Friday, March 28, 2008

The Old General, the Bitchy Witch and the Dazzling Idol

It seems that the time for "foreclosure", announcements of victory and calls for withdrawal has come again. In very serious and wise newspapers and elsewhere, much-listened to OP/ED pieces writers come out (yet again) to make an impassioned speech about how poor Mr Obama is attacked by bad and evil Mrs Rodham-Clinton, and how, did she have any shred of dignity and honor left, she'd just withdraw, retire in some nunnery or other and let all the Barack worshippers celebrate what often seems to amount to them as some kind of "second coming".

The most funny thing about all those pieces, is that they have nothing to support them in the way of ideas, of policies defended by either candidate. Those pieces are full of only one thing: "we love Barack, we hate Hillary the mean bitch". Those pieces simply echo the advertisement slogans of Mr Obama's campaign, which remain, to this day, just that: advertisement slogans, with little reality in them.

In the meantime, the old general strolls on, unharmed, unhampered, toward a goal he may very well reach. Of course, the fault doesn't lie solely with the Obama campaign. Theugliness is shared on both sides: Clinton and Obama really should know and do better. But in that regard, they're both in the same boat and at the same level. The only thing is that for some reason many avert their gaze when the ugliness comes from darling Barack's camp, in a fascinating display of selective vision and hypocrisy, while they pay excruciatingly close scrutiny to the smallest misstep of Hillary.

How about coming back to the basics?

How about getting back to what those people propose, and to what they're likely to do once in power to make a choice?

Have all these famous, respected and oh-so wise OP/ED pieces writers forgotten about the meaning behind the word "politics"?

Thanks to some kind god or goddess, there remains one OP/ED writer who hasn't forgotten, and it's Paul Krugman. Again, he has produced a wonderful little piece of common sense and wisdom in his OP/ED piece in today's edition of the New York Times: Loans and Leadership. Selected quotes:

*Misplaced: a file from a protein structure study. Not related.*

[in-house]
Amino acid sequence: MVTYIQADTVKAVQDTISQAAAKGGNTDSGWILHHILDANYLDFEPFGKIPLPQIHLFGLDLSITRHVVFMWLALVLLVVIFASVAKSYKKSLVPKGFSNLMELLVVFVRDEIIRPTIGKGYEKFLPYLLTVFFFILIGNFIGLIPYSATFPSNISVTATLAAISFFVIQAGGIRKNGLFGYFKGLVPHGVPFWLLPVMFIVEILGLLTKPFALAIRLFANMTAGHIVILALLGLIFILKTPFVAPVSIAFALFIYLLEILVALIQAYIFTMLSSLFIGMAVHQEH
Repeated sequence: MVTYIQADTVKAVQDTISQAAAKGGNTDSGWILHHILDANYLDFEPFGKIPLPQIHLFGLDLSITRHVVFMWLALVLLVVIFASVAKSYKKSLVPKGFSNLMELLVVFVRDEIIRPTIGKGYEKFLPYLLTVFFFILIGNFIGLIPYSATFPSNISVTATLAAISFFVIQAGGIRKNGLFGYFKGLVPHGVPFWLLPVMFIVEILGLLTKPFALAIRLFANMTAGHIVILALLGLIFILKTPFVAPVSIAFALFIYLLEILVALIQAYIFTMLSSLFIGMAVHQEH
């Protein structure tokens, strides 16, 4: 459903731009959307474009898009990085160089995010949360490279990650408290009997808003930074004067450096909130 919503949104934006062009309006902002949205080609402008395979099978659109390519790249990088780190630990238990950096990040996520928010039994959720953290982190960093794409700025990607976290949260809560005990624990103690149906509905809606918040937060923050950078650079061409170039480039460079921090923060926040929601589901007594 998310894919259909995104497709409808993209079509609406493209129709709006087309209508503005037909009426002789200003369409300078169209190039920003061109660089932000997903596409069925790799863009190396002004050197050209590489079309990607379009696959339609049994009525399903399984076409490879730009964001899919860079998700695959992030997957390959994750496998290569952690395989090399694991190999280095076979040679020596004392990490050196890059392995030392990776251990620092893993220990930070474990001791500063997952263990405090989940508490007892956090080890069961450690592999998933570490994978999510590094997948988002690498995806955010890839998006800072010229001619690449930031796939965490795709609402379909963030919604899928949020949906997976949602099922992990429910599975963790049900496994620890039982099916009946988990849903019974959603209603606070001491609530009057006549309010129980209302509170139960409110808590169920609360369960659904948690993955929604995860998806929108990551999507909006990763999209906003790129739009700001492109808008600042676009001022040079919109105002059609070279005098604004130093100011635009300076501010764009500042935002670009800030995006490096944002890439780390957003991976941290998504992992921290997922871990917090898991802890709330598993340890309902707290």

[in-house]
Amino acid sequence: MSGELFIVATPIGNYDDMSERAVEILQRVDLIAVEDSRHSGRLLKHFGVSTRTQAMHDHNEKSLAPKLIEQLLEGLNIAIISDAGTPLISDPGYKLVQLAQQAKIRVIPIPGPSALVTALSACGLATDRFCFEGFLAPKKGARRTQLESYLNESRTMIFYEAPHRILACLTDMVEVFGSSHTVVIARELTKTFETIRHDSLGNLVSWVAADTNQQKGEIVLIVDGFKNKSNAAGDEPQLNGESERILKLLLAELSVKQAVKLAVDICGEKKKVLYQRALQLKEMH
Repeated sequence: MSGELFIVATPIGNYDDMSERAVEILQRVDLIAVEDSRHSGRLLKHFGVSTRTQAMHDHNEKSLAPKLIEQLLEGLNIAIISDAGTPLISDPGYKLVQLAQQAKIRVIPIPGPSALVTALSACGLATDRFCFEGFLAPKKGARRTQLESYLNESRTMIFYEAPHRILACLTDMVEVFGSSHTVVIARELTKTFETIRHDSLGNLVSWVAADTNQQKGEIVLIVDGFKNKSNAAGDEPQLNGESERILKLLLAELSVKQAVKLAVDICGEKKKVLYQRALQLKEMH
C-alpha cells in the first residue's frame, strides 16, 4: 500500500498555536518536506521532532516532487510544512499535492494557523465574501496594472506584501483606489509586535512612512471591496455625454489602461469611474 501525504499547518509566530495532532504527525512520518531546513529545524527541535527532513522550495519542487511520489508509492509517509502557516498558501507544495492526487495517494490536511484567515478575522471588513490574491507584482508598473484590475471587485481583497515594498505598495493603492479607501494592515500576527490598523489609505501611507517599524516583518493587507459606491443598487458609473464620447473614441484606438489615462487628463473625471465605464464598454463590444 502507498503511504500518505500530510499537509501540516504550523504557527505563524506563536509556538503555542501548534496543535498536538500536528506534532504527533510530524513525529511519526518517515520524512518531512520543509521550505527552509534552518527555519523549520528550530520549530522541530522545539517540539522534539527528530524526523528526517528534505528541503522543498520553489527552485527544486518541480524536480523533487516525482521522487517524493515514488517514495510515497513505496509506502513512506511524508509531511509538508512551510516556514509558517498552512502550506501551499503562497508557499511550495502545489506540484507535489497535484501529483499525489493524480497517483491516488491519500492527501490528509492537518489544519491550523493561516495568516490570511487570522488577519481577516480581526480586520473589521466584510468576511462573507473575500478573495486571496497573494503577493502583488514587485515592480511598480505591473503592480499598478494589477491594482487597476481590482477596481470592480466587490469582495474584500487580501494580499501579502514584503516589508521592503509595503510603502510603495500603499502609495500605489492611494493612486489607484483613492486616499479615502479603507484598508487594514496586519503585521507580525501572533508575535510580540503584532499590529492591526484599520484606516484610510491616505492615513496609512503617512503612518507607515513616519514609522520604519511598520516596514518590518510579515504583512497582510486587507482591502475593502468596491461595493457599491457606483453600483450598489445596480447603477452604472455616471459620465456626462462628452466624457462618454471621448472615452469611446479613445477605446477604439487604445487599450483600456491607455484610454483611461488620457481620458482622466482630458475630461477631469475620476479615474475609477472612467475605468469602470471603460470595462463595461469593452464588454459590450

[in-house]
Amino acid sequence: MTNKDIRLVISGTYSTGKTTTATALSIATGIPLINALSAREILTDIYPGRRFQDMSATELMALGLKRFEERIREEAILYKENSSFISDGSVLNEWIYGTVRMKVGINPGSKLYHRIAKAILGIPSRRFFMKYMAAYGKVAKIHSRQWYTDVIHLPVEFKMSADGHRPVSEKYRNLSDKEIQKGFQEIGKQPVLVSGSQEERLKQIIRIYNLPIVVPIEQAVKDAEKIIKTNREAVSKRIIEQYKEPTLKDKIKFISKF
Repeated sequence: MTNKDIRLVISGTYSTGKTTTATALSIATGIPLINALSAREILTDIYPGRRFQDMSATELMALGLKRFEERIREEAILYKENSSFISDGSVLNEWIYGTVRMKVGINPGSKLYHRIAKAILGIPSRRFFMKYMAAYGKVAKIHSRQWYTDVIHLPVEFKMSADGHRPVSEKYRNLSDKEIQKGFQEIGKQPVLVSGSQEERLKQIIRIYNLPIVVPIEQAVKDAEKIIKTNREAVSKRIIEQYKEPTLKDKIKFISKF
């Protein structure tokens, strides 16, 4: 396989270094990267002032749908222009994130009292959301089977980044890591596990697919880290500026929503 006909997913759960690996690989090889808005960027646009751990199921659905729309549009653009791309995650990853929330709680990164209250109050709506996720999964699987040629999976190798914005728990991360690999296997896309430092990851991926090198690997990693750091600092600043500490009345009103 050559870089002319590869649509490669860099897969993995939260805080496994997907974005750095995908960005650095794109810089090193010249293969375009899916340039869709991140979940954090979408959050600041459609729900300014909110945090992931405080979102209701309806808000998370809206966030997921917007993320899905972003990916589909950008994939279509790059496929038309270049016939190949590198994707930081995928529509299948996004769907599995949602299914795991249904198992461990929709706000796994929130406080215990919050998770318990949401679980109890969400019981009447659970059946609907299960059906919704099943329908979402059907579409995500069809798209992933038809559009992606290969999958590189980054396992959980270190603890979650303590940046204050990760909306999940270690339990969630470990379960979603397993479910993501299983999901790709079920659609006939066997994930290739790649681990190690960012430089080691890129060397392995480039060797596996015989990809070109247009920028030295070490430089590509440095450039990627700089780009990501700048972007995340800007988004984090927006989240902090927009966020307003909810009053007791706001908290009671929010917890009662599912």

(...) it’s important to take a hard look at what candidates say about policy. It’s true that past promises are no guarantee of future performance. But policy proposals offer a window into candidates’ political souls — a much better window, if you ask me, than a bunch of supposedly revealing anecdotes and out-of-context quotes.

Which brings me to the latest big debate: how should we respond to the mortgage crisis? In the last few days John McCain, Hillary Clinton and Barack Obama have all weighed in. And their proposals arguably say a lot about the kind of president each would be.

(...) Mr. McCain is selling the same old snake oil, claiming that deregulation and tax cuts cure all ills.

(...) Maybe the most notable contrast between Mr. McCain and Mrs. Clinton involves the problem of restructuring mortgages. Mr. McCain called for voluntary action on the part of lenders — that is, he proposed doing nothing. Mrs. Clinton wants a modern version of the Home Owners’ Loan Corporation, the New Deal institution that acquired the mortgages of people whose homes were worth less than their debts, then reduced payments to a level the homeowners could afford.

(...) I was pleased that Mr. Obama came out strongly for broader financial regulation, which might help avert future crises. But his proposals for aid to the victims of the current crisis, though significant, are less sweeping than Mrs. Clinton’s: he wants to nudge private lenders into restructuring mortgages rather than having the government simply step in and get the job done.

Mr. Obama also continues to make permanent tax cuts — middle-class tax cuts, to be sure — a centerpiece of his economic plan. It’s not clear how he would pay both for these tax cuts and for initiatives like health care reform, so his tax-cut promises raise questions about how determined he really is to pursue a strongly progressive agenda.

All in all, the candidates’ positions on the mortgage crisis tell the same tale as their positions on health care: a tale that is seriously at odds with the way they’re often portrayed.

Mr. McCain, we’re told, is a straight-talking maverick. But on domestic policy, he offers neither straight talk nor originality; instead, he panders shamelessly to right-wing ideologues.

Mrs. Clinton, we’re assured by sources right and left, tortures puppies and eats babies. But her policy proposals continue to be surprisingly bold and progressive.

Finally, Mr. Obama is widely portrayed, not least by himself, as a transformational figure who will usher in a new era. But his actual policy proposals, though liberal, tend to be cautious and relatively orthodox.

Do these policy comparisons really tell us what each candidate would be like as president? Not necessarily — but they’re the best guide we have.

Good night, and good luck.

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